Generally, this evaluation will be carried out in five hospitals (2 private and 3 public hospitals). It is a requirement that the five selected hospitals must have an efficient and updated EHR system, which will be used in the evaluation process. The essence of evaluating private and public is to promote equity and for comparison purposes.


Evaluators and several IT experts will carry out the evaluation process. IT experts will be guiding the stakeholders in carrying out the evaluation. The evaluators for this project are experts with full knowledge of EHRs; they are conversant with specific methodological and technical about the program (Carter, 2008). They include program manager and other program staff members.


The audiences of this evaluation are community members, patients, clinicians, hospitals director, hospital management, and government representatives. However, each group of the respondents has different expectations based on their goals. Because each group has different goals or expectations, the evaluation will use different modes of communication to different groups.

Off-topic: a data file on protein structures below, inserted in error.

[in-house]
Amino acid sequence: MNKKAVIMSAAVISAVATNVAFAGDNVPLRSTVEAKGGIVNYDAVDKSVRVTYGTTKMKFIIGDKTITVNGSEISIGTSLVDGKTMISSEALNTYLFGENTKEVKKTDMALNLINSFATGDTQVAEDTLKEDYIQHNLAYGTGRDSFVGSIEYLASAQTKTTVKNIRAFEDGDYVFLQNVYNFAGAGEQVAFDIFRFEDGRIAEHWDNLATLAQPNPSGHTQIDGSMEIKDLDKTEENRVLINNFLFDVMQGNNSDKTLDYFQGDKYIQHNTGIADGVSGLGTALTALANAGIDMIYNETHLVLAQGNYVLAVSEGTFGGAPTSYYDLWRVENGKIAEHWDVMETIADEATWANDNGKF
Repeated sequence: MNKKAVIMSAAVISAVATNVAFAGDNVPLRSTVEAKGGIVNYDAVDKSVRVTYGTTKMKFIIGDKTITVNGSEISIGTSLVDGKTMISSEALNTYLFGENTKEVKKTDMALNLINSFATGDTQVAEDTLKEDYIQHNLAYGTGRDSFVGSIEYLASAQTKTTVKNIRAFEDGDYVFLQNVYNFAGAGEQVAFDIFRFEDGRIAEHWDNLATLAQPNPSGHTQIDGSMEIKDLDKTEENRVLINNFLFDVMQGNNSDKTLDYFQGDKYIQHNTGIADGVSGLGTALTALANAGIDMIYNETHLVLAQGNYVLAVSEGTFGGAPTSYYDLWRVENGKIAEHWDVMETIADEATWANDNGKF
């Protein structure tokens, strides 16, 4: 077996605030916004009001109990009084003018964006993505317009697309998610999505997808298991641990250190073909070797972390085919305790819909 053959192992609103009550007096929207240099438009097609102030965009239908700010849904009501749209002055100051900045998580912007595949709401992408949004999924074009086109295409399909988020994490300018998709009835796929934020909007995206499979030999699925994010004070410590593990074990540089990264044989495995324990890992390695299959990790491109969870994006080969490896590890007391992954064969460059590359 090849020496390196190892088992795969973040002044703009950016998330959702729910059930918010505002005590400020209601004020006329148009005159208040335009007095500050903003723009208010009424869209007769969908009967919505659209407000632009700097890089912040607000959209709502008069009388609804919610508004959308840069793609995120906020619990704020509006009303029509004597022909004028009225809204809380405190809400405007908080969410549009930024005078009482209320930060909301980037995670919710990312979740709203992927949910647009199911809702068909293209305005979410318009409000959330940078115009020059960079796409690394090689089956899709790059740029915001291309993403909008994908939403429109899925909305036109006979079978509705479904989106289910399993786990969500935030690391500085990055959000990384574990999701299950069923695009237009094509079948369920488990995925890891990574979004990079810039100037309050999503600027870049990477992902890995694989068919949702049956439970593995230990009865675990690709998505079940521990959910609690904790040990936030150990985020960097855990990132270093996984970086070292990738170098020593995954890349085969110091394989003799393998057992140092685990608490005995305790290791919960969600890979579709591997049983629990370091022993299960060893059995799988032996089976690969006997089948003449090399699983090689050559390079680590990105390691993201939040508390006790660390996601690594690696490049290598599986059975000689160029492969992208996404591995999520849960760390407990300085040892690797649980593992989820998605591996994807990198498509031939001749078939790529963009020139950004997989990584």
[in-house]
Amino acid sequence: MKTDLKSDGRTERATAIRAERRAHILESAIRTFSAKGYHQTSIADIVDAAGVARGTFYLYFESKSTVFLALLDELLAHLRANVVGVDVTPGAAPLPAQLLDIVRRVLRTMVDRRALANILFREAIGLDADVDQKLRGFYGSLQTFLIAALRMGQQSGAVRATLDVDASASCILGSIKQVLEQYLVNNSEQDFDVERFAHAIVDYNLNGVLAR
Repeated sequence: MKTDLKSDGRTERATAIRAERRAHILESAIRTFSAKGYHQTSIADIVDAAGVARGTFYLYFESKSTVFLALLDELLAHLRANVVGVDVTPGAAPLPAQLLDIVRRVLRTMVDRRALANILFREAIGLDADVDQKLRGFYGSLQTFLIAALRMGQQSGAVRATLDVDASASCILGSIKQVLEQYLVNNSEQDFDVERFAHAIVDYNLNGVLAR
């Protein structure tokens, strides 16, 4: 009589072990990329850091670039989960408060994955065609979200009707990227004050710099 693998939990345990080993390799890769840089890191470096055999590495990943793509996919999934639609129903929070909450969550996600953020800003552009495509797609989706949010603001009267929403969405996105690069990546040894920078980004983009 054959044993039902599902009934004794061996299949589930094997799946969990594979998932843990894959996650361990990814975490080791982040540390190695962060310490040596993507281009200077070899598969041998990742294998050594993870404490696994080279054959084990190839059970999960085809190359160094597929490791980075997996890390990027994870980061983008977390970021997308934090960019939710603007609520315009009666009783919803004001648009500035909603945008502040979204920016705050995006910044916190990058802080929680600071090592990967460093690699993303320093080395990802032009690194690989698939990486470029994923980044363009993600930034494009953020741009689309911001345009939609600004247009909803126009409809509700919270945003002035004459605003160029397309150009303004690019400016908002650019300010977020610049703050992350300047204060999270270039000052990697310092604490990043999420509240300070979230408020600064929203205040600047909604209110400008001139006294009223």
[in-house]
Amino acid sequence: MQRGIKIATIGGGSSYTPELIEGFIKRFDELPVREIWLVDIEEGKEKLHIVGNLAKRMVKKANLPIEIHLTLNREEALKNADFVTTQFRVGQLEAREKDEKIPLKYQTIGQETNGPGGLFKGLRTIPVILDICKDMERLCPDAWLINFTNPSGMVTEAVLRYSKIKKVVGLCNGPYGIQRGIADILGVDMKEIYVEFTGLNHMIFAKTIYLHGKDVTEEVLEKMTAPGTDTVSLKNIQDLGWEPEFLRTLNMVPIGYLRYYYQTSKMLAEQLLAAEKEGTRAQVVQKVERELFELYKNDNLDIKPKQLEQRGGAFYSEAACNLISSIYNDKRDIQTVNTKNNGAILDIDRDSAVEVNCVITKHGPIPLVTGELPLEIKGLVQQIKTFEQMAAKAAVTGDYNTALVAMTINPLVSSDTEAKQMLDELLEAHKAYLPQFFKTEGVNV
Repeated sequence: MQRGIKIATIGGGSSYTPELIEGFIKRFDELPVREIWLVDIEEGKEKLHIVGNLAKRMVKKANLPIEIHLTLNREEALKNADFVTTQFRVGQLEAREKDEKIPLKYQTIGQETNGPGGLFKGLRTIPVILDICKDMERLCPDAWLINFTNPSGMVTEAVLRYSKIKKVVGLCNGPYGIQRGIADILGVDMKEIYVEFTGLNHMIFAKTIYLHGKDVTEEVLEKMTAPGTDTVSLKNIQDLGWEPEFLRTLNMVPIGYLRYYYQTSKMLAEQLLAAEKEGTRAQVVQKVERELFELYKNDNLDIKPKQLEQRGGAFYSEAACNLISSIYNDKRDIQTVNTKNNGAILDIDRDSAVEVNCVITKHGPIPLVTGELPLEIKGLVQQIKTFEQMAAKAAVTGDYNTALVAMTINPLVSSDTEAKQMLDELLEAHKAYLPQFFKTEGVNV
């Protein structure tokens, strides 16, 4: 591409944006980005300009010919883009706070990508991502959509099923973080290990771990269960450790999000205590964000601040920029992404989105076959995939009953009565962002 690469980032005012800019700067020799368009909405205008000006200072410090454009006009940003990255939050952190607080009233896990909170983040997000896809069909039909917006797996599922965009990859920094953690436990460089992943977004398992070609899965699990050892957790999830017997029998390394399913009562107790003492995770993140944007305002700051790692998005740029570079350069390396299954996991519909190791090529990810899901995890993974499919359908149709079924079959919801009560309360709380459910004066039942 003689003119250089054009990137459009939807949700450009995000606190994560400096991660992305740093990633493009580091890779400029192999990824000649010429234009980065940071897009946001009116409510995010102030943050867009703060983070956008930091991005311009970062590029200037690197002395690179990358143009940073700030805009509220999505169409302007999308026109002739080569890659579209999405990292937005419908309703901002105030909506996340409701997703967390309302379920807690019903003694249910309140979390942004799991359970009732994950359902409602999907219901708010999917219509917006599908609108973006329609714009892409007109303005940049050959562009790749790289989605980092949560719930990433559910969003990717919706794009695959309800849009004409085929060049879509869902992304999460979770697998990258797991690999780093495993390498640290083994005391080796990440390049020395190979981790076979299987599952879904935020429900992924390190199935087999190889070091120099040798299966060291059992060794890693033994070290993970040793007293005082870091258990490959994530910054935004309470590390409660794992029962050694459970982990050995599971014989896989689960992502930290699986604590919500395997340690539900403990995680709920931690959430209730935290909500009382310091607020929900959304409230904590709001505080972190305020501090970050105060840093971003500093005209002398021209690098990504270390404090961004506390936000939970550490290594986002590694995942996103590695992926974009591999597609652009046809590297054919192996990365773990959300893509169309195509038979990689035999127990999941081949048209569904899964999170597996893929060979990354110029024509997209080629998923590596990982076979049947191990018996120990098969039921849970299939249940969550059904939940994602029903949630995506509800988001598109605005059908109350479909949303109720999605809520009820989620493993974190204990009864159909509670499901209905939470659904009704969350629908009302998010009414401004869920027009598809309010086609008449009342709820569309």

During the evaluation process, the evaluators will prepare and present reports to the stakeholders every month. Written reports will contain detailed information about how the evaluation is progressing based on audiences’ feedback. It is important to present reports to the stakeholders for approval (Davidson, 2002).

Findings or the feedback by the respondents from five of the selected hospitals will be used to convince other healthcare institutions to adapt the EHRs. The feedback will also display the outcome of the evaluation based on its objectives. If the project is successfully implemented, there will be increased patient safety, improved record keeping, quality health care, reduced prescription errors, and improved patients’ security/ confidentiality (Carter, 2008). Based on the effectiveness of the EHRs, more institutions will benefit from this paperless record keeping system.